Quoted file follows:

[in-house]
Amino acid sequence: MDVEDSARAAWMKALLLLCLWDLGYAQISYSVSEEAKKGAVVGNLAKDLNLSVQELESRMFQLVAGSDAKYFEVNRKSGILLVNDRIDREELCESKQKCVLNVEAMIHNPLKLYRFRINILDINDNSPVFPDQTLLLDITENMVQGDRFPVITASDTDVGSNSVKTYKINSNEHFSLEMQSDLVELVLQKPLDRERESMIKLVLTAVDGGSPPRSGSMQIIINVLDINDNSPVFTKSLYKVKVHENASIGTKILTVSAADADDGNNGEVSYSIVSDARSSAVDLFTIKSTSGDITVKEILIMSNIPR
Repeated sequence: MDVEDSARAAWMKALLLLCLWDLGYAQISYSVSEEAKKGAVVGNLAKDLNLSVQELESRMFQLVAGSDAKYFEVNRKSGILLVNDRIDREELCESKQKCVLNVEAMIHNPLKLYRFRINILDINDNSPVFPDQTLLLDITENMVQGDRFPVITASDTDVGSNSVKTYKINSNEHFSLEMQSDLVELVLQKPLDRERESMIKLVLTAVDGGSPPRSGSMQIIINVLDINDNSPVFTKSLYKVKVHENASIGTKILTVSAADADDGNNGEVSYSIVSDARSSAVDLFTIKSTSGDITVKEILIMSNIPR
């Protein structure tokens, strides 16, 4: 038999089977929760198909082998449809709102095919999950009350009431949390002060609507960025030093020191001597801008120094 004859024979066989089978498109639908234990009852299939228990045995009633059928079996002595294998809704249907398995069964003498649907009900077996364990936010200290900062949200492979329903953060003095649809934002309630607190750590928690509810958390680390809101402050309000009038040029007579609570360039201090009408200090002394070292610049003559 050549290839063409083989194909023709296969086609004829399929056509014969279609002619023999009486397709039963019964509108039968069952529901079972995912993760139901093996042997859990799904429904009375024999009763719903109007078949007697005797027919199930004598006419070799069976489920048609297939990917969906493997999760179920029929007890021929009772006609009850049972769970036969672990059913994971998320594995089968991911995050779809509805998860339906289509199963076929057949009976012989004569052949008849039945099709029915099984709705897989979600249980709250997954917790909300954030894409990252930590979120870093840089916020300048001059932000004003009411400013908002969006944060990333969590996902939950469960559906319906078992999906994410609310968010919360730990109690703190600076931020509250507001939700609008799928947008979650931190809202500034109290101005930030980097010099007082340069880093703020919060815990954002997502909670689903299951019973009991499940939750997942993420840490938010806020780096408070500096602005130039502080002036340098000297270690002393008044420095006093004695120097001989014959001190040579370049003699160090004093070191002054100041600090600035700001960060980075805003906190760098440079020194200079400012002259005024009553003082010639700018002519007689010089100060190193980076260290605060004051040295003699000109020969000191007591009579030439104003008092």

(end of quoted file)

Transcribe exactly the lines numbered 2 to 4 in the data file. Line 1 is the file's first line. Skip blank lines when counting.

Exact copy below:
Amino acid sequence: MDVEDSARAAWMKALLLLCLWDLGYAQISYSVSEEAKKGAVVGNLAKDLNLSVQELESRMFQLVAGSDAKYFEVNRKSGILLVNDRIDREELCESKQKCVLNVEAMIHNPLKLYRFRINILDINDNSPVFPDQTLLLDITENMVQGDRFPVITASDTDVGSNSVKTYKINSNEHFSLEMQSDLVELVLQKPLDRERESMIKLVLTAVDGGSPPRSGSMQIIINVLDINDNSPVFTKSLYKVKVHENASIGTKILTVSAADADDGNNGEVSYSIVSDARSSAVDLFTIKSTSGDITVKEILIMSNIPR
Repeated sequence: MDVEDSARAAWMKALLLLCLWDLGYAQISYSVSEEAKKGAVVGNLAKDLNLSVQELESRMFQLVAGSDAKYFEVNRKSGILLVNDRIDREELCESKQKCVLNVEAMIHNPLKLYRFRINILDINDNSPVFPDQTLLLDITENMVQGDRFPVITASDTDVGSNSVKTYKINSNEHFSLEMQSDLVELVLQKPLDRERESMIKLVLTAVDGGSPPRSGSMQIIINVLDINDNSPVFTKSLYKVKVHENASIGTKILTVSAADADDGNNGEVSYSIVSDARSSAVDLFTIKSTSGDITVKEILIMSNIPR
């Protein structure tokens, strides 16, 4: 038999089977929760198909082998449809709102095919999950009350009431949390002060609507960025030093020191001597801008120094 004859024979066989089978498109639908234990009852299939228990045995009633059928079996002595294998809704249907398995069964003498649907009900077996364990936010200290900062949200492979329903953060003095649809934002309630607190750590928690509810958390680390809101402050309000009038040029007579609570360039201090009408200090002394070292610049003559 050549290839063409083989194909023709296969086609004829399929056509014969279609002619023999009486397709039963019964509108039968069952529901079972995912993760139901093996042997859990799904429904009375024999009763719903109007078949007697005797027919199930004598006419070799069976489920048609297939990917969906493997999760179920029929007890021929009772006609009850049972769970036969672990059913994971998320594995089968991911995050779809509805998860339906289509199963076929057949009976012989004569052949008849039945099709029915099984709705897989979600249980709250997954917790909300954030894409990252930590979120870093840089916020300048001059932000004003009411400013908002969006944060990333969590996902939950469960559906319906078992999906994410609310968010919360730990109690703190600076931020509250507001939700609008799928947008979650931190809202500034109290101005930030980097010099007082340069880093703020919060815990954002997502909670689903299951019973009991499940939750997942993420840490938010806020780096408070500096602005130039502080002036340098000297270690002393008044420095006093004695120097001989014959001190040579370049003699160090004093070191002054100041600090600035700001960060980075805003906190760098440079020194200079400012002259005024009553003082010639700018002519007689010089100060190193980076260290605060004051040295003699000109020969000191007591009579030439104003008092």